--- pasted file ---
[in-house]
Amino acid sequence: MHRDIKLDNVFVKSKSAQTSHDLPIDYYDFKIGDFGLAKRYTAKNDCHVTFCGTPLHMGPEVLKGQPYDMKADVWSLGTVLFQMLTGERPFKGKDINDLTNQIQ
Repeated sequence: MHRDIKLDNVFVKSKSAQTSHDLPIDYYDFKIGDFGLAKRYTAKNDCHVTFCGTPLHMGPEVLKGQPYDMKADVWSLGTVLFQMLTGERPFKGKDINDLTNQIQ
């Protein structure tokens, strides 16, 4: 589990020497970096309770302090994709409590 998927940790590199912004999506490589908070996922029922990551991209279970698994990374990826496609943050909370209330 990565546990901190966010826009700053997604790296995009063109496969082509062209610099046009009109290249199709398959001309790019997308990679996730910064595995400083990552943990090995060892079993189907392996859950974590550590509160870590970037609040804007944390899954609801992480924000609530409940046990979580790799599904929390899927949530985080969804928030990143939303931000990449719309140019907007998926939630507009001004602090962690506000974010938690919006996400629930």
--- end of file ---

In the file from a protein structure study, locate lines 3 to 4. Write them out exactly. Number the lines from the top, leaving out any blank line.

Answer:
Repeated sequence: MHRDIKLDNVFVKSKSAQTSHDLPIDYYDFKIGDFGLAKRYTAKNDCHVTFCGTPLHMGPEVLKGQPYDMKADVWSLGTVLFQMLTGERPFKGKDINDLTNQIQ
């Protein structure tokens, strides 16, 4: 589990020497970096309770302090994709409590 998927940790590199912004999506490589908070996922029922990551991209279970698994990374990826496609943050909370209330 990565546990901190966010826009700053997604790296995009063109496969082509062209610099046009009109290249199709398959001309790019997308990679996730910064595995400083990552943990090995060892079993189907392996859950974590550590509160870590970037609040804007944390899954609801992480924000609530409940046990979580790799599904929390899927949530985080969804928030990143939303931000990449719309140019907007998926939630507009001004602090962690506000974010938690919006996400629930």